“Since then I believe that it has been determined that it was for basically skipping out on probation on a drug charge,” the chief said.
Officer Keith Baggett found scales and smelled marijuana as he searched the truck’s passenger seat where Carter was sitting, according to the police report.
All three men were handcuffed, but the two others were later let go after they said they didn’t know anything about the scales or any drugs, according to the police report.
Officer Ron Marsh searched Carter again and put him in the patrol car, the police report said. As the officers prepared to leave the scene, Marsh noticed the smell of something burning and saw Carter slumped over.
Marsh ran to get Baggett, who wrote in the police report that he saw “a large amount of blood on the front of his shirt, pants, seat and floor. His hands were still cuffed behind his back.”
Let’s summarize this. Carter is a passenger in a truck that is pulled over by police after reports of “suspicious” activity.” He and the two other men in the car are searched in some manner during which marijuana worth about $10 was found in one of his pockets. Carter was searched a second time and then put into a patrol car. Then, despite the act that he was handcuffed behind his pack, he managed to retrieve a gun that police had been unable to find in two searches and shoot himself. Shoot himself in the head no less. Even the Jonesboro Chief of Police has admitted that the circumstances are “bizarre.”
There are a number of questions that come to mind here. How is it that the police can search a man twice, find a small amount of marijuana, and miss a gun? How is it that someone who is handcuffed behind their back and sitting in the back of a patrol car could then not only retrieve that gun in the (apparently short) amount of time that the police had left him alone, but then physically shoot themselves in the head with enough accuracy for the wound to be fatal? Try to imagine the physical maneuvering that would be required to pull off this feat. It seems impossible doesn’t it? And yet, the police are claiming that Carter died as a the result of a “suicide.”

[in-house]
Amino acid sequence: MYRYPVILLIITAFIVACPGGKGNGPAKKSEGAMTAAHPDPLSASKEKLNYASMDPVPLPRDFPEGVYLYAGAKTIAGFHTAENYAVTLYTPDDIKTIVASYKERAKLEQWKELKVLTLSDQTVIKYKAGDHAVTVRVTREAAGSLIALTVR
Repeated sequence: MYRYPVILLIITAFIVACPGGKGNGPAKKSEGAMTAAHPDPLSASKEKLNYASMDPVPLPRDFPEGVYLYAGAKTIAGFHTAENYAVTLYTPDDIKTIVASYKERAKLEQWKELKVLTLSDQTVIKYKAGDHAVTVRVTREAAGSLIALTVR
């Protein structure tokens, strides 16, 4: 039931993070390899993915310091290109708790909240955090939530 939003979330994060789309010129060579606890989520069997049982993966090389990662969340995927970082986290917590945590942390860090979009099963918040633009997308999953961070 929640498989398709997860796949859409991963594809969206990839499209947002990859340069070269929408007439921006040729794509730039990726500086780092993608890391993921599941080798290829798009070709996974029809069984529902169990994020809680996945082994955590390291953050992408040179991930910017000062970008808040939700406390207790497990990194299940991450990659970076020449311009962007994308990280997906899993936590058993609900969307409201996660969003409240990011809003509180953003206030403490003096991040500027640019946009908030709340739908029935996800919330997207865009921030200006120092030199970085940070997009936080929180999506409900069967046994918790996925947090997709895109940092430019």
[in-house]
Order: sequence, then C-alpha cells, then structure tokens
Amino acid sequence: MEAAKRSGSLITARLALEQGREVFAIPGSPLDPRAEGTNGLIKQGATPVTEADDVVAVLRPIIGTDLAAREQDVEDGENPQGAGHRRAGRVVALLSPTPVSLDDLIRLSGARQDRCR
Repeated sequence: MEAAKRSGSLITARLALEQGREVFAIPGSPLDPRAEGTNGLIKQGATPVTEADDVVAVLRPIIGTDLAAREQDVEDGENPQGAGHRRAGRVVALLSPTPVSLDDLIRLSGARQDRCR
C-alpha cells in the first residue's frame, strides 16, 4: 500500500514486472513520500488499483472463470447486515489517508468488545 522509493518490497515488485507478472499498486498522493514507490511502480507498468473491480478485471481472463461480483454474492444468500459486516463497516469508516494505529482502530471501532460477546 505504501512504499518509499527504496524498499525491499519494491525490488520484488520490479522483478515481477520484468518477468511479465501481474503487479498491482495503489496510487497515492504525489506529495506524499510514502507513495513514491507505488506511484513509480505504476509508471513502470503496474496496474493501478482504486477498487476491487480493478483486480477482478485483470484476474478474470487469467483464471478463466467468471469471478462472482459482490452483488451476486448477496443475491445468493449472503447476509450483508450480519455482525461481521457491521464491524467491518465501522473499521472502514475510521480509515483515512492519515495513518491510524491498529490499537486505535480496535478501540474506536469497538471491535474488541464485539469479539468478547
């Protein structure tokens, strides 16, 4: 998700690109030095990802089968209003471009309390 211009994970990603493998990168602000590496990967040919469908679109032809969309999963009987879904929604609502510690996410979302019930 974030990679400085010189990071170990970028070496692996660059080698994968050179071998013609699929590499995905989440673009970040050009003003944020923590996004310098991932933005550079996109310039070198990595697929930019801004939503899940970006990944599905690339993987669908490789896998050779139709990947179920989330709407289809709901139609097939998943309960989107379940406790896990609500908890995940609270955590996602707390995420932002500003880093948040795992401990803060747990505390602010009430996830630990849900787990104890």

CNN has been one of the few major media outlets giving this story national coverage, here’s one of the reports they’ve done:
On Thursday, the FBI said that it would be joining the investigation into Carter’s death, which seems ideal given the fact that Jonesboro Police may not be the best entity to investigate this considering the implications of what might have happened if it turns out the “suicide” theory ends up being discredited. One question, of course, is whether there were any powder burns, or evidence of gunpowder residue found on Carter’s hands. If there’s not, then there’s simply no way that he fired the fatal shot.
Is it possible Carter did this to himself? I suppose it is, but the circumstances are so bizarre and illogical that it’s hard to believe that there isn’t a lot more to this story. The biggest unanswered question, though, is why Carter would kill himself over a $10 baggie of marijuana and what turned out to be a relatively minor outstanding warrant in Mississippi?